New research highlights that while many workplaces encourage creative thinking, organizational behavior often kills a creative idea before it gets a chance to fly.
Jack Goncalo, a member of the research team from University of Pennsylvania asked: "How is it that people say they want creativity but in reality often reject it?"
Jack et al’s research paper found that creative ideas are by definition novel, and novelty can trigger feelings of uncertainty that make most people uncomfortable. These ideas are often dismissed in favor of the tried and trusted, and that even supporting objective evidence may not help break down barriers.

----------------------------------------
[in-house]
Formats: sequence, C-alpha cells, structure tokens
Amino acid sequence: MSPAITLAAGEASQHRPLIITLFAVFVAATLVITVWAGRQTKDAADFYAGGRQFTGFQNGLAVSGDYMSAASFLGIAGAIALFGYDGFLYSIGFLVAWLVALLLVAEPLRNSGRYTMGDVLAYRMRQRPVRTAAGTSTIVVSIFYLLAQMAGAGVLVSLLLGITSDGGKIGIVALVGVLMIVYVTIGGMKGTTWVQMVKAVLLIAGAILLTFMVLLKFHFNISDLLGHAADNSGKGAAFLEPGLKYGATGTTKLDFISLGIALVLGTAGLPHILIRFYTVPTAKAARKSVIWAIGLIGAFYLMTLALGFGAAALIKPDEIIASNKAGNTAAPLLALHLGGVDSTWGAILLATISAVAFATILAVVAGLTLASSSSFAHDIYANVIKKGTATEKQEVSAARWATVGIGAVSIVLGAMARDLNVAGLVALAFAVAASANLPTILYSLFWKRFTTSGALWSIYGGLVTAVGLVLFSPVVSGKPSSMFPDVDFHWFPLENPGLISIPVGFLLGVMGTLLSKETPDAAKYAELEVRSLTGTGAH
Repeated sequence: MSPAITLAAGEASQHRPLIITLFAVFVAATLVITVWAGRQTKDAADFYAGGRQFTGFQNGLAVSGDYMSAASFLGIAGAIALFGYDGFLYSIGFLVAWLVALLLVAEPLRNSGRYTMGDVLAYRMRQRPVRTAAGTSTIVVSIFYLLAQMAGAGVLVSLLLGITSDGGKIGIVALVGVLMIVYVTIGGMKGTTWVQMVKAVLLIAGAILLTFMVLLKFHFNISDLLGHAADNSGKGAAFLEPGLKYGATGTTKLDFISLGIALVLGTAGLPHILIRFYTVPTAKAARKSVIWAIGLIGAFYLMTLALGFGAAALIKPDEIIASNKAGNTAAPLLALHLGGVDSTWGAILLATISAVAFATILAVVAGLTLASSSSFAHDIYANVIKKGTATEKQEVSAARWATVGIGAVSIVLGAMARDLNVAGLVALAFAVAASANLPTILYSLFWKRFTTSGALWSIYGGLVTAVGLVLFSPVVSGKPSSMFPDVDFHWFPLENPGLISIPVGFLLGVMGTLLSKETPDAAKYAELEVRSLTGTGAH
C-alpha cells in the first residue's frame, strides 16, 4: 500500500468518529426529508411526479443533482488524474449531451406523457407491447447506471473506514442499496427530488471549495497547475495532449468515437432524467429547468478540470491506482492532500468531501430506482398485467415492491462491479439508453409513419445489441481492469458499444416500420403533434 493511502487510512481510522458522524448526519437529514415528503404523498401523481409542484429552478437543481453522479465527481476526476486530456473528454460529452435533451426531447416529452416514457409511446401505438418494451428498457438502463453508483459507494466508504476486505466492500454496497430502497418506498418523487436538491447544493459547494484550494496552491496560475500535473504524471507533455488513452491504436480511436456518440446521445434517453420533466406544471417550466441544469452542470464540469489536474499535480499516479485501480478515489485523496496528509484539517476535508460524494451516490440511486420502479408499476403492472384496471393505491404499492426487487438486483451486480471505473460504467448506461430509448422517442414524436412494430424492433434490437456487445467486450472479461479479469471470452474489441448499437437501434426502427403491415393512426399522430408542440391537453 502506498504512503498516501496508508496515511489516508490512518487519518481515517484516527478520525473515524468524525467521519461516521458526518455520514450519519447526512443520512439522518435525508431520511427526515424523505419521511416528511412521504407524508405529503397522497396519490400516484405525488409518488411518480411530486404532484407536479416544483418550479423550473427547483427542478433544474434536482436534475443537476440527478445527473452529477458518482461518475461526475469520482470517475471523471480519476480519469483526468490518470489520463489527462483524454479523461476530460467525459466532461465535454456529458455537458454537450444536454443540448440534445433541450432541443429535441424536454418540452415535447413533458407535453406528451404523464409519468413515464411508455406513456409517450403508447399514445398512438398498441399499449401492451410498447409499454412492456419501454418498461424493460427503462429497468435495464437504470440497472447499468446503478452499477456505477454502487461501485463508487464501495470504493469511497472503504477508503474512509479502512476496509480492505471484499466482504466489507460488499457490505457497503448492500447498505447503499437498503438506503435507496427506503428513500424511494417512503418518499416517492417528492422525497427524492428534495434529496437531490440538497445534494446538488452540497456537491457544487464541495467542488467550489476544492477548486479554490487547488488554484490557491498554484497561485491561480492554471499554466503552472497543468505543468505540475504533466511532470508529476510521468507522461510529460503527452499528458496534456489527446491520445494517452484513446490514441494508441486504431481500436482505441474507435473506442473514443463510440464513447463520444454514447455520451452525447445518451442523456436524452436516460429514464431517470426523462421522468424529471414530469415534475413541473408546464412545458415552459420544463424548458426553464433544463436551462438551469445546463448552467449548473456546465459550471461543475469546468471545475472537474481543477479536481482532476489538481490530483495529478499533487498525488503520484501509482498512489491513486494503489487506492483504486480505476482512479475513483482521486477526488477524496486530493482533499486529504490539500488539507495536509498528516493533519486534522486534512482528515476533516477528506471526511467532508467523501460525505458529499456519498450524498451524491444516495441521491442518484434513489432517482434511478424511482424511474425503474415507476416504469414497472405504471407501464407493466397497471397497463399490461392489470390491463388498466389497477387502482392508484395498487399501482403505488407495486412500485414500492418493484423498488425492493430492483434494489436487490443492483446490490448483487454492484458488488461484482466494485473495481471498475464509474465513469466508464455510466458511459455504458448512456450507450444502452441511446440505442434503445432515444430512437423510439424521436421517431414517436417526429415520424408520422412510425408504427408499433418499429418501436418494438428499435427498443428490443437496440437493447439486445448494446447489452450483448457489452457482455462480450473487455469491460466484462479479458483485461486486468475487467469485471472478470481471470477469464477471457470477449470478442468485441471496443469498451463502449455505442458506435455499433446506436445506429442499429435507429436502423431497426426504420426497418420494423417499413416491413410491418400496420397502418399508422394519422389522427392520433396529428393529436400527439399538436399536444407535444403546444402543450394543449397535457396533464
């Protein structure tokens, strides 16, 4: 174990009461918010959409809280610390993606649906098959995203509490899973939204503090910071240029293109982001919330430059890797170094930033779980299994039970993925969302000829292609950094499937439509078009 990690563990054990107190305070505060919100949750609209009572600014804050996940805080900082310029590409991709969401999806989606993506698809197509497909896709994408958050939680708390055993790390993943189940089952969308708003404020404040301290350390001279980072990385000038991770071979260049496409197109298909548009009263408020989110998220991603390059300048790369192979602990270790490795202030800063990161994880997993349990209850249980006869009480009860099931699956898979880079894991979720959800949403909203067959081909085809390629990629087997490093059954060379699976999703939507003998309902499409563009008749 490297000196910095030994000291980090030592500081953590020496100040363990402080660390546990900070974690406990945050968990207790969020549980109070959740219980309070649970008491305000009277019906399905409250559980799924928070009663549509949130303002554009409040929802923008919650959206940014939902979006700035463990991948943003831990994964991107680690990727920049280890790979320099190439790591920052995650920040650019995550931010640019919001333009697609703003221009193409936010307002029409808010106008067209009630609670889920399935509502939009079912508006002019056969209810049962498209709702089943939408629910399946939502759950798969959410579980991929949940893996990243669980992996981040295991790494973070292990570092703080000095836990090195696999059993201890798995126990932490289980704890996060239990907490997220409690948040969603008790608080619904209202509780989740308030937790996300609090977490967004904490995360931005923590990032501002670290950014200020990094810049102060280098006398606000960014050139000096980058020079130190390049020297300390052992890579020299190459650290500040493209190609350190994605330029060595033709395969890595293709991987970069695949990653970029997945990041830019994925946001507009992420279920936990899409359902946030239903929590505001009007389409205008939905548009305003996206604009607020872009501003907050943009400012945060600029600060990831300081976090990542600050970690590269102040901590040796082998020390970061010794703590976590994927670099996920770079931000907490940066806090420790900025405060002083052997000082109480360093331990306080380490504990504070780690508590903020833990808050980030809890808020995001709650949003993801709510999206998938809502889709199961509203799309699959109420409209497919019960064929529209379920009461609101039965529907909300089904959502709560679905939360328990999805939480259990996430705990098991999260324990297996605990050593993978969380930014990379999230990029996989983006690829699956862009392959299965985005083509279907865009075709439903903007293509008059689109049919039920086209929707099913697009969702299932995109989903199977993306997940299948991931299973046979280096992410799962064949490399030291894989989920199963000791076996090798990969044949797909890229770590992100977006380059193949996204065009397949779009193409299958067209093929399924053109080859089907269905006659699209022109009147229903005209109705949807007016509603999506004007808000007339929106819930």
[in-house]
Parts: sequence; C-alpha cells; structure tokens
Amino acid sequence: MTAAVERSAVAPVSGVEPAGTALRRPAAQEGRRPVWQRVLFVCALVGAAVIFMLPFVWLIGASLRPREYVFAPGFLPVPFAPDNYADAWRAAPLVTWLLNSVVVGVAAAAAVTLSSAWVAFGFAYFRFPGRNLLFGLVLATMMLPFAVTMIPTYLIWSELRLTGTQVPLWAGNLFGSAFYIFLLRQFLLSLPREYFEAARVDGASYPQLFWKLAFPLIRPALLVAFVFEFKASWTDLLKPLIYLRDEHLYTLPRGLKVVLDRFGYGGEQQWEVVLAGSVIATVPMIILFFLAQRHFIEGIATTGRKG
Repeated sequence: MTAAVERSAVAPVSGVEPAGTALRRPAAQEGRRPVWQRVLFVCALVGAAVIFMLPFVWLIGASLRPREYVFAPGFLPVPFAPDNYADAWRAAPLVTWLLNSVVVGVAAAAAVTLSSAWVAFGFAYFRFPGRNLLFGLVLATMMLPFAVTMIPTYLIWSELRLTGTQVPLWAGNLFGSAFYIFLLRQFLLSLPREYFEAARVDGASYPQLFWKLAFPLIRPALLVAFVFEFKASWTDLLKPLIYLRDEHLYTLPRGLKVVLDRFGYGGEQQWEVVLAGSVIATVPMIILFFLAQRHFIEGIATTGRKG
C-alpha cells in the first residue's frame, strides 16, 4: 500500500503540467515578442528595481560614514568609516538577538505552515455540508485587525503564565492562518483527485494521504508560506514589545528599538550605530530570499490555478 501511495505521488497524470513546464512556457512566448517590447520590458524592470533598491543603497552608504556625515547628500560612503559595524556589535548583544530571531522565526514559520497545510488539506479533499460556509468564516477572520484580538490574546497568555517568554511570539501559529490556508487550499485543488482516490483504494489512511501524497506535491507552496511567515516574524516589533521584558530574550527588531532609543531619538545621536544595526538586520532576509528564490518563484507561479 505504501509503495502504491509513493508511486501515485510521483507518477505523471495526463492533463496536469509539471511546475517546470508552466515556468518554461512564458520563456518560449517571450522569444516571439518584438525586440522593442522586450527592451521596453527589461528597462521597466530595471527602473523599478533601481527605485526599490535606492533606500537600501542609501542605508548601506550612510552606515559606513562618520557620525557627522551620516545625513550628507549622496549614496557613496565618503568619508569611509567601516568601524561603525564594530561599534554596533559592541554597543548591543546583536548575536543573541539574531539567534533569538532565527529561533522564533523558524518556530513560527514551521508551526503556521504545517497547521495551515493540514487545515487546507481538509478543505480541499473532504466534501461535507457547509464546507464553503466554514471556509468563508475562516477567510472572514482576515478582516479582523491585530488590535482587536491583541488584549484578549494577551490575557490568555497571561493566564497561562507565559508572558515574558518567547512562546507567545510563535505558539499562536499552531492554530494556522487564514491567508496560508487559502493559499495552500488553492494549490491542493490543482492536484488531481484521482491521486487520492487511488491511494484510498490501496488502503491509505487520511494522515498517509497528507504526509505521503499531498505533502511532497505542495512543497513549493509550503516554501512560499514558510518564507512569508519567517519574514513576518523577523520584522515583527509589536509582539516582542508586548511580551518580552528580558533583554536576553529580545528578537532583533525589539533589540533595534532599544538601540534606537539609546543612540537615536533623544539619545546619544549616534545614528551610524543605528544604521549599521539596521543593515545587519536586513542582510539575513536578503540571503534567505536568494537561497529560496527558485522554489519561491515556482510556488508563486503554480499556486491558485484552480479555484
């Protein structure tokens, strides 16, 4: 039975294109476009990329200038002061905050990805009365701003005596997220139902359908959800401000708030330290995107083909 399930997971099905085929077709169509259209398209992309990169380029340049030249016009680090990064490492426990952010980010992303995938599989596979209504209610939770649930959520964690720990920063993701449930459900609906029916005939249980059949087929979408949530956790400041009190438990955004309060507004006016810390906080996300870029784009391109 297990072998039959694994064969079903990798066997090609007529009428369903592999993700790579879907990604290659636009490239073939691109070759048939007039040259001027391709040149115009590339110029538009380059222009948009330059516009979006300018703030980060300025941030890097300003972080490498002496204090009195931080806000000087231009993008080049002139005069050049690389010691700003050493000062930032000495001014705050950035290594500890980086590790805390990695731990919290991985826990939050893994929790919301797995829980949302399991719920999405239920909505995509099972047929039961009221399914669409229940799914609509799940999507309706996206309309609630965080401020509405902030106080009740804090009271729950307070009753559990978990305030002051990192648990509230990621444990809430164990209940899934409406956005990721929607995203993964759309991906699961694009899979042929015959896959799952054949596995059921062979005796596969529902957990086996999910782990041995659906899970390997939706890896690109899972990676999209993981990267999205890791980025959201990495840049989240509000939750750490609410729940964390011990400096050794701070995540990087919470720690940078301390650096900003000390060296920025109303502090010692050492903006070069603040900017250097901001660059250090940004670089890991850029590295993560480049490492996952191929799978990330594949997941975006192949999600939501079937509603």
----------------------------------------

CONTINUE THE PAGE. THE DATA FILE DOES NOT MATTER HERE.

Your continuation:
Jack says that the anti-creativity bias is so subtle that people are often unaware of it. This can interfere with their ability to recognize a creative idea, perhaps when they need it most. It also suggests that the field of creativity may need to shift its focus from identifying how to generate more ideas to how to help innovative institutions recognize and accept creativity.
This is really a gut thing. People often associated creative ideas like “poison”, “vomit” and “agony”. All of which says that it takes an adventurous spirit to free creativity. It can feel right without feeling safe. Want to change the game? Embrace discomfort. Now go make people sick.